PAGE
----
23 April 2019
Colombo: Sri Lanka said on Tuesday that the horrific Easter Sunday bombings were meant to avenge the attacks on two mosques in New Zealand as the death toll in the island nation rose to 321 including 10 Indians.
The suicide bombings targeting luxury hotels and churches in three Sri Lankan cities were a response to the mass shooting at two mosques in Christchurch in March, Sri Lanka's Minister of State for Defence Ruwan Wijewardene told Parliament.
He said that investigations had shown "this attack was carried out in retaliation for the attack against Muslims in Christchurch".
Wijewardene also said that the death toll had climbed to 321, including 38 foreigners, and reiterated that Prime Minister Ranil Wickremesinghe and other key officials were never told about the possibility of an impending attack.
Another 30 foreigners were hospitalized, Sri Lanka Tourism Development Authority Chairman Kishu Gomes told Efe news. Over 500 people were injured in the attacks in Colombo, Negombo and Batticaloa - a former Tamil Tiger stronghold - on Sunday.
As an official mass funeral ceremony for the victims was held on Tuesday, a day of national mourning, the Indian High Commission here put the death toll for Indians at 10.
"Regret to confirm the deaths of two more Indian nationals, A. Maregowda and H. Puttaraju, in the blasts in Sri Lanka, taking the total number of Indian deaths in the tragedy to 10 as of now," the mission tweeted.
There was fresh panic in Colombo - the city remains on the edge - as police found a suspicious abandoned parcel at the Kollupetiya railway station in the city.
Health authorities said that autopsies were in their final stages.
Twenty-four people have been arrested in connection with the bombings, police spokesman Ruwan Gunaeskara said.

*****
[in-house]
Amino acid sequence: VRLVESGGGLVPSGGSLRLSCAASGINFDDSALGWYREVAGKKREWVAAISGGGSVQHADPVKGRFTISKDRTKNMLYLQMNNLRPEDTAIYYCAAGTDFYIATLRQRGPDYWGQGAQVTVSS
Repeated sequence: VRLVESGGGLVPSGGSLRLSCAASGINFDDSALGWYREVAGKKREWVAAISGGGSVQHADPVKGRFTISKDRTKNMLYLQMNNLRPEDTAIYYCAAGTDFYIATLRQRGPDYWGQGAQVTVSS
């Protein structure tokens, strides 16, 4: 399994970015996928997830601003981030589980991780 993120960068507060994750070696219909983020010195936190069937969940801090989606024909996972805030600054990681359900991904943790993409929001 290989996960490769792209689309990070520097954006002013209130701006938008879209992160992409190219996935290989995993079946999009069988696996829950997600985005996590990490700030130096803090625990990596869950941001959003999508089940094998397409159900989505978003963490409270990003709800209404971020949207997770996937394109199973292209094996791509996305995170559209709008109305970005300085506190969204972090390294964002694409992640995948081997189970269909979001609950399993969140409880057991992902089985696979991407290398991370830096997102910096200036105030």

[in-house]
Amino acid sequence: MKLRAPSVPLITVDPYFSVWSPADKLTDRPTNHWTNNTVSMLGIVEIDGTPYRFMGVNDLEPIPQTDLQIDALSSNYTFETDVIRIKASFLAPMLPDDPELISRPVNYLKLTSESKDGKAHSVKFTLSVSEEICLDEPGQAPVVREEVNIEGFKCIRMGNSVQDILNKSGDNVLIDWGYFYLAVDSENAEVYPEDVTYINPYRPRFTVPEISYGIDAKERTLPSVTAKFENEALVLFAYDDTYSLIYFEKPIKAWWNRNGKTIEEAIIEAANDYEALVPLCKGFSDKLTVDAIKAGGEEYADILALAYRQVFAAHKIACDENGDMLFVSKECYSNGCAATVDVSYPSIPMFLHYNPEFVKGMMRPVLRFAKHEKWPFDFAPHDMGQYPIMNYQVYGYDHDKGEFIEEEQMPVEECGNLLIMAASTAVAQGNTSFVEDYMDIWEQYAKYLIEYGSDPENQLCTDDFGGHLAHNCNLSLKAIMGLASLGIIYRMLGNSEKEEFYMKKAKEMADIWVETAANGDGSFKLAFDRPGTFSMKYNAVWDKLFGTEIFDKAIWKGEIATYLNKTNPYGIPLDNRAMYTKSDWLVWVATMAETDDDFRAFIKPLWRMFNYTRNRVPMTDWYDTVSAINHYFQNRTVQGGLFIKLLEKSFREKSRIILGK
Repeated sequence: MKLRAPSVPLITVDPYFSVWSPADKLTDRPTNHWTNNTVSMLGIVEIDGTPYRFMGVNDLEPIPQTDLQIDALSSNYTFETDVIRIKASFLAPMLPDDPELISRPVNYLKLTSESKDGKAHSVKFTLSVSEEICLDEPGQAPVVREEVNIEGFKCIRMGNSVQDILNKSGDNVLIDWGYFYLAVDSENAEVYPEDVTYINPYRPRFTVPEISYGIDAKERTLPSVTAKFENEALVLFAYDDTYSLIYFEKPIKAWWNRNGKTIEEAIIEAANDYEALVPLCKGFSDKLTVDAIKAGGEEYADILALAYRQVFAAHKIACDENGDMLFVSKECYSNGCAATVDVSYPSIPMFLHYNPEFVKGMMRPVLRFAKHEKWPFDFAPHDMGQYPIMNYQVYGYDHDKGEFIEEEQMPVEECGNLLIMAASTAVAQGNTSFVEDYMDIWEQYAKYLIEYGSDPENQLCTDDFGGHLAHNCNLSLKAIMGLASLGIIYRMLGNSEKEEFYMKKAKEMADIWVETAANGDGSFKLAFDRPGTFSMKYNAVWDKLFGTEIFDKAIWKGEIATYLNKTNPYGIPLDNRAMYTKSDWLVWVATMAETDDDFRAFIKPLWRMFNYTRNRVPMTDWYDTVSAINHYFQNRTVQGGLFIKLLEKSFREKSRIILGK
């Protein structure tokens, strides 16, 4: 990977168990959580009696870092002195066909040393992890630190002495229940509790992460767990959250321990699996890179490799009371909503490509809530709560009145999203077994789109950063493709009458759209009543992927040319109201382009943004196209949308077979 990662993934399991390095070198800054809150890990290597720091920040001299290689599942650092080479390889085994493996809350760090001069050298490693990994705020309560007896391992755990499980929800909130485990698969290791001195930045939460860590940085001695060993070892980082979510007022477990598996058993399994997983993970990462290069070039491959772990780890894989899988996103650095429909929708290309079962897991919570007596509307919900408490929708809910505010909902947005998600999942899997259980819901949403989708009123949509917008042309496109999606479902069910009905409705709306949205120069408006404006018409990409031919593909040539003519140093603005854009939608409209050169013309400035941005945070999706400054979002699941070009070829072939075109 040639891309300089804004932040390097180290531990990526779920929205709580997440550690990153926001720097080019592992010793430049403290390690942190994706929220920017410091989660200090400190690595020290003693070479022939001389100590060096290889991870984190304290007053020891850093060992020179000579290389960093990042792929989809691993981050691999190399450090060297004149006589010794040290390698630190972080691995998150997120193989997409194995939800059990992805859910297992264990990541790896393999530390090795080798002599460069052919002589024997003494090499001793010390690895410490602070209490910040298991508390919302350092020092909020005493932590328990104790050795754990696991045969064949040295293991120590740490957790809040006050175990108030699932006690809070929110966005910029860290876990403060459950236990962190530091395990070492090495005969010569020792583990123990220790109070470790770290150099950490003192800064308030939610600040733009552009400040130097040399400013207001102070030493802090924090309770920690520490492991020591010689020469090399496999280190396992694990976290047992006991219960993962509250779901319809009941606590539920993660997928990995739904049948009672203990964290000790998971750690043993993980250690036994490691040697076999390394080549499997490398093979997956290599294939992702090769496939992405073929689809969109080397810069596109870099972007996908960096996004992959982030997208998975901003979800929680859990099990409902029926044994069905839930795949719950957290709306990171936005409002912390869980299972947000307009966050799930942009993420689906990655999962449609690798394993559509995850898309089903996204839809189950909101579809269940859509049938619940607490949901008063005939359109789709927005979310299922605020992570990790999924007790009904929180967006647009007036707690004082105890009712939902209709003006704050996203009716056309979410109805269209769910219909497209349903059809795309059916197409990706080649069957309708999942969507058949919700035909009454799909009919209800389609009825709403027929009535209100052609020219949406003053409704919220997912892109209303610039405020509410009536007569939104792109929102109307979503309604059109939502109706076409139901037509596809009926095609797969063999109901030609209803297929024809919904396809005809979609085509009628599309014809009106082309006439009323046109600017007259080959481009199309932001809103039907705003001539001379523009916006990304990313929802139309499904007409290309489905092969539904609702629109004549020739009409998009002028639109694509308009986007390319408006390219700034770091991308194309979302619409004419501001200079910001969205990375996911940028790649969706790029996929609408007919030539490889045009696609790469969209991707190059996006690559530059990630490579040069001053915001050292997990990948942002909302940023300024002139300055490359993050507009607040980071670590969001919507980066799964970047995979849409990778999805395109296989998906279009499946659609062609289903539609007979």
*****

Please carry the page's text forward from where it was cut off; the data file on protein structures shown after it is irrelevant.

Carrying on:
The government has blamed a local Islamist outfit, National Thowheed Jamath (NTJ), although it did not rule out links to foreign groups. No group has claimed responsibility for the attacks.
The US Embassy in Colombo released a travel advisory warning that terror groups may be planning further attacks in the country.
It identified tourist spaces, transport centres, markets, shopping malls, government facilities, hotels, clubs, restaurants, places of worship, parks, sporting and cultural events along with educational institutions and airports as potential target areas.
Sunday was the deadliest day in the country since the end of a civil war between Tamil Tigers and government forces which began in 1983 and ended in 2009.
There have been a number of attacks against religious minorities on the island in the past.
In 2018, the government declared a state of emergency after violence erupted between Muslims and the majority Sinhalese Buddhists leading to two deaths and dozens of arrests.
Christians make up around 7 per cent of the Sri Lankan population, with Buddhists accounting for approximately 70 per cent. Twelve per cent are Hindus and almost 10 per cent Muslims.